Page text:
This is an old article — read the updated version: Top 10 things to hate about the iPhone 3G!
Hopefully you’ve read my colleague Tim Gaden’s article about the top 10 things to love about the iPhone.
I agree with him completely except for the fact that some of his points are on my list of things to hate about it.
Don’t get me wrong. I want an iPhone as badly as the next guy but in the midst of the gushing hype-stream out there I’d like to provide a little balance and point out that the iPhone’s far from perfect.
Don’t believe me? Read the following top 10 flaws and then tell me if I’m wrong.
1. Slow mobile data: EDGE is 2.5G so the top speed you can get from it is about 100Kbit/s. Also the only Australian phone network that supports it is Telstra – everyone else will only be able to use slower-than-dialup GPRS. The iPhone would be way cooler with 1.8Mbit/s HSDPA. (See our analysis of why Apple probably used EDGE in preference to 3G in our previous iPhone report).
2. Battery life sucks: Five hours of talk/browsing/email or 16 hours of audio playback? Look we’re not saying the iPhone isn’t an amazing device but you’re going to want a charger on your desk at work one in your car one on your bedside table…
3. Built-in battery: It must be the only mobile phone on the market that doesn’t have an easily user-replaceable battery. We know from the iPod that batteries age pretty quickly but who wants to send their phone back to Apple for servicing when it needs a new battery? I don’t want to have to go back to my dowdy old Nokia while Apple swaps the battery. That’s a major flaw.
4. Touch screen: Have you ever stood at a touch-screen terminal in a shop punching away at the screen trying to get it to register your touch? Despite what Apple disparagingly called “small plastic keyboards” on other mobiles they’re way more likely to work reliably than a touch-screen. No doubt Jobs has licensed the world’s best touch-screen technology but it’s still likely to be the weakest point of the phone.
5. Heavy data usage: There’s a reason why networks love ‘push email’ phones like the Blackberry: it’s because a tremendous amount of compression and optimisation can be done at the carrier-side before the data is sent over the air. An ultra-heavy user of a Blackberry might only use 20MB in a month – regular users will use just a few megs. On the other hand the iPhone uses old-world ‘polling’ email methods – POP3 or IMAP where the phone will check every X minutes for new email and download full emails. The phone might have enough CPU power to rescale that 7MB JPEG but it still has to download a 7MB JPEG. Either the service fees that go with the phone are going to be huge or carriers are going to take a bath on data pricing and risk network congestion.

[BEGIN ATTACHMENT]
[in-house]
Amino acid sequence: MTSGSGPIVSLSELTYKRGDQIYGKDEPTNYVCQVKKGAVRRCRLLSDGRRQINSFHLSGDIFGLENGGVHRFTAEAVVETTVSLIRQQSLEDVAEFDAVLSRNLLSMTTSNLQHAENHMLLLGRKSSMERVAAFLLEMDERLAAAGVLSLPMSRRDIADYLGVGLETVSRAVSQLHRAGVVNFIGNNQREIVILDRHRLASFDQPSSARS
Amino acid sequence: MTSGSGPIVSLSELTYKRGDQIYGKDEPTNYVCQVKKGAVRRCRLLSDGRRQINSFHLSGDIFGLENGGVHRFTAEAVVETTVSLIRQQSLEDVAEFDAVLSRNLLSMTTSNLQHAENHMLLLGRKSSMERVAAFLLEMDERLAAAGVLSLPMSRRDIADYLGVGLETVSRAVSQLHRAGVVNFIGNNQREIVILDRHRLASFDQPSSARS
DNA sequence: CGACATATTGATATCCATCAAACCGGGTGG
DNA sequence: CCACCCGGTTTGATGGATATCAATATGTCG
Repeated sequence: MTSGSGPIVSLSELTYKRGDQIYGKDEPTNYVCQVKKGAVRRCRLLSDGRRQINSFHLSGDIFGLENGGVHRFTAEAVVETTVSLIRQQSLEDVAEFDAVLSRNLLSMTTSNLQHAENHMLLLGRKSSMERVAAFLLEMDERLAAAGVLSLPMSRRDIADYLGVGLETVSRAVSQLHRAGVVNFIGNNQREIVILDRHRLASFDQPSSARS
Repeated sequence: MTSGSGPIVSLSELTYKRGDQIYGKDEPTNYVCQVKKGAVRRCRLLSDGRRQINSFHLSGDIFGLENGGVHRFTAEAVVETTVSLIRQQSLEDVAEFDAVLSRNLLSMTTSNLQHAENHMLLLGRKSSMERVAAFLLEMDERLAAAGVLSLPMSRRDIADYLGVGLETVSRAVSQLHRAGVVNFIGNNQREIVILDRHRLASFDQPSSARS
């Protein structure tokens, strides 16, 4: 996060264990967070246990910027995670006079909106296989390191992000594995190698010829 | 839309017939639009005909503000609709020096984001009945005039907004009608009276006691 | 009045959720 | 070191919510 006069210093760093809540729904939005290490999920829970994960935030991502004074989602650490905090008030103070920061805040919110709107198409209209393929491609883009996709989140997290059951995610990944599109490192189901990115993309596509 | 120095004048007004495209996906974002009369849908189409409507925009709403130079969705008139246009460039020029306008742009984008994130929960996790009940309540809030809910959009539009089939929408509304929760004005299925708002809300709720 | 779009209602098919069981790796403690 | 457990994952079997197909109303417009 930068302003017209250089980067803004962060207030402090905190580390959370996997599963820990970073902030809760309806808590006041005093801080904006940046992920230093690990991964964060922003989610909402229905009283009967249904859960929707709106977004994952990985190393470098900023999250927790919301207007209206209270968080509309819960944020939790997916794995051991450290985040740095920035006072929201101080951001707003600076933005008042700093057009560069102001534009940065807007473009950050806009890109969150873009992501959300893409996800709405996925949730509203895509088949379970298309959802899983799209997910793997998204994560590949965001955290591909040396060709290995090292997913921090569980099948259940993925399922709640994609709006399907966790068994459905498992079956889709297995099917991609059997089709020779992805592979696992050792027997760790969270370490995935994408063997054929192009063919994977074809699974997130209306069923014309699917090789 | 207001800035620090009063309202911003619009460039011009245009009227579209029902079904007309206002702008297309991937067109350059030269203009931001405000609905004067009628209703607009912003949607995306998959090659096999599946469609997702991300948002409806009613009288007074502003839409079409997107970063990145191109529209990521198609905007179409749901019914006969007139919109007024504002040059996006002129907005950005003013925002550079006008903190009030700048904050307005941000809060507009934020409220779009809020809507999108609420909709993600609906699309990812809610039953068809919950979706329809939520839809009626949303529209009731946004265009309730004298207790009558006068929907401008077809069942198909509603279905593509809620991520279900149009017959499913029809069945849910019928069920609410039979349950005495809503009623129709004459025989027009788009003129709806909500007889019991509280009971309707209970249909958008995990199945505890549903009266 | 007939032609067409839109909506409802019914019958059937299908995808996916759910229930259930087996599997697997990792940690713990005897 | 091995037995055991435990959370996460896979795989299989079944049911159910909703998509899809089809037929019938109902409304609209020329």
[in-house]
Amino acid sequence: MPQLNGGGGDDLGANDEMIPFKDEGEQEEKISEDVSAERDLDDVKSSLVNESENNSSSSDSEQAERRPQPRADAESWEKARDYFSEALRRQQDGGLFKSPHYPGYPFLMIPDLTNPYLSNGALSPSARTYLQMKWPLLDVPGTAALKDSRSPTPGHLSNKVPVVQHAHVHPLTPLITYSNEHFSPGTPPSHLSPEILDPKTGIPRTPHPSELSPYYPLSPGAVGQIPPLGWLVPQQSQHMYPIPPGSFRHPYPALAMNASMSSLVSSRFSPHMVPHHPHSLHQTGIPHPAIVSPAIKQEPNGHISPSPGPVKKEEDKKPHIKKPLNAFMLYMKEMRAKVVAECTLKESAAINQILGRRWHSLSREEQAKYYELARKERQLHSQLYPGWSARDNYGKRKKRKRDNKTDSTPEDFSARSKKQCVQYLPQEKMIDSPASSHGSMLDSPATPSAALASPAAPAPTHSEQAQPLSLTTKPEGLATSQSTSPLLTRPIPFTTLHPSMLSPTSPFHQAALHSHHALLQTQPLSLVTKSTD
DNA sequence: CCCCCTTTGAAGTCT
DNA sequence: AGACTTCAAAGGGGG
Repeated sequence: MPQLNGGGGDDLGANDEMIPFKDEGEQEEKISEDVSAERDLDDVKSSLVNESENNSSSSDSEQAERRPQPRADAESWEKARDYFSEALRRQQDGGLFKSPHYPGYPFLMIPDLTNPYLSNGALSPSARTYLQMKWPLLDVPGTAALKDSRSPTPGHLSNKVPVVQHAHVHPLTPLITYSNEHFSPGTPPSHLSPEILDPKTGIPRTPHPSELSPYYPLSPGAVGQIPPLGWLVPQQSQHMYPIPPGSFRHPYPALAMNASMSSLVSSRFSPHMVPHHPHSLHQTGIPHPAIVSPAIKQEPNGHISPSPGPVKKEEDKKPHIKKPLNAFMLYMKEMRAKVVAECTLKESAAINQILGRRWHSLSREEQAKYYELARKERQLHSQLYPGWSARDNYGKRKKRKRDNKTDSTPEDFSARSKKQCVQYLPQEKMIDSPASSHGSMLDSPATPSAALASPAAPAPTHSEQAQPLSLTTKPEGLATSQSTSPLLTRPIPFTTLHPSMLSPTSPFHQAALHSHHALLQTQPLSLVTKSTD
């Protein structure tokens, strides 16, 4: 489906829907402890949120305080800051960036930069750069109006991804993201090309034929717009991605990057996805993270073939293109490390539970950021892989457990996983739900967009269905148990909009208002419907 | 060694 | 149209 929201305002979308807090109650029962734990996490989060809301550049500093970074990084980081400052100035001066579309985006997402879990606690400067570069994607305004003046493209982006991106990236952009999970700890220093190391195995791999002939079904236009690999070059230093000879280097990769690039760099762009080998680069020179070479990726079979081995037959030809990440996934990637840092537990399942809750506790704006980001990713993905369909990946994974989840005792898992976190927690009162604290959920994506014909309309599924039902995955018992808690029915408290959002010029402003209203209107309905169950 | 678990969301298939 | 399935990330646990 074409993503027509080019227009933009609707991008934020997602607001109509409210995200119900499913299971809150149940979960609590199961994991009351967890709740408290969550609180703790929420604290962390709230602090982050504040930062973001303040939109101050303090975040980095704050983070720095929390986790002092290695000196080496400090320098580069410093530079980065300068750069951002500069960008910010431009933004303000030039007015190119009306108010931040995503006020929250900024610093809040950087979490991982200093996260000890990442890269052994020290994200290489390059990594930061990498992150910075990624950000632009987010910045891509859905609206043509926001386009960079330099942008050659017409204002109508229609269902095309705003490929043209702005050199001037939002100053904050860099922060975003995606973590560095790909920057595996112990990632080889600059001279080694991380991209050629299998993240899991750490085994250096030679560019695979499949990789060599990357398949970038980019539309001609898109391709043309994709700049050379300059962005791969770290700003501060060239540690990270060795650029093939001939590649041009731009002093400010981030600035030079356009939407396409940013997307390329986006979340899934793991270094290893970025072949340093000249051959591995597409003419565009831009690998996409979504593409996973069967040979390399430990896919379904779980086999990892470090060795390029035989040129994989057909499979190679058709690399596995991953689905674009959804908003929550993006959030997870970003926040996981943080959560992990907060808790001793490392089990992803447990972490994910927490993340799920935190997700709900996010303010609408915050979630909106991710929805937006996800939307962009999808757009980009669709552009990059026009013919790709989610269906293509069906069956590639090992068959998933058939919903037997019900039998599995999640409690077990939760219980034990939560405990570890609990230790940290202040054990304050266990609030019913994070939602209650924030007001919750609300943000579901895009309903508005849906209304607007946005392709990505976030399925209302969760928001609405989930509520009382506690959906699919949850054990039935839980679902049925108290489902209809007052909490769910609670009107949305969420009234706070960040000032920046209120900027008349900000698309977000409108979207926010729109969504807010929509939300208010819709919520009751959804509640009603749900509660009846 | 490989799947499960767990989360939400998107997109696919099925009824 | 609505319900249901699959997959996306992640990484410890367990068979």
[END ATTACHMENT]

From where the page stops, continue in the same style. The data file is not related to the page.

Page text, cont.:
6. Only a two megapixel camera: OK camera phones are never going to beat a digital SLR but Sony Ericsson has had a 3.2 Megapixel cameraphone out for months now. Unless S-E tied up exclusive supply on that part it’s tough to see why Apple wouldn’t have gone for it.
7. Proprietary tie-ins: Look I’m not saying that the rest of the mobile industry isn’t rife with proprietary tie-ins. Every carrier installs their crap onto mobiles they disable useful manufacturer features so that you’re forced to use their less-useful and more expensive services. But shouldn’t we hold Apple to a higher standard? The iPhone can do push email according to Jobs but only for people who have a Yahoo webmail account. Bad luck if you prefer Gmail or some other mail provider.
8. No video iChat: Er hello? Apple has an incredible base of customers out there with integrated webcams – doubtlessly more than any other PC or software maker – so what a missed opportunity!
9. Apple chooses your mobile network: Apple has announced that its exclusive sales partner in the US will be the mobile network Cingular. Presumably that’s because even though iPhone is going to be an obvious hit there are many political battles Apple faces in breaking into the telco world: powerful alliances and rebate schemes between handset makers and networks the networks’ fears that Apple might at some point introduce iTunes purchasing over-the-air stealing away one of their valuable revenue streams and more. The end result? In each country the phone will probably be locked to one carrier. (Interestingly though in Australia carriers are legally obliged to unlock phones free of charge at the customer’s request – though that doesn’t cancel other contractual obligations such as ongoing plan fees.)
10. Only 8GB storage: Ok ok sure it’s the biggest storage capacity of any phone on the market probably but 8GB is still pretty limited. Considering how good the video playback capabilities of the iPhone are it’s unfortunate that you won’t actually be able to fit that much video on the device.
An addendum: Do I want one of these? You bet! Is it one of the most technologically advanced phones on the market? Absolutely. Do we live in a perfect world? Of course not. Do I wish Apple had reconsidered a few aspects of the iPhone to make it even better? Yep.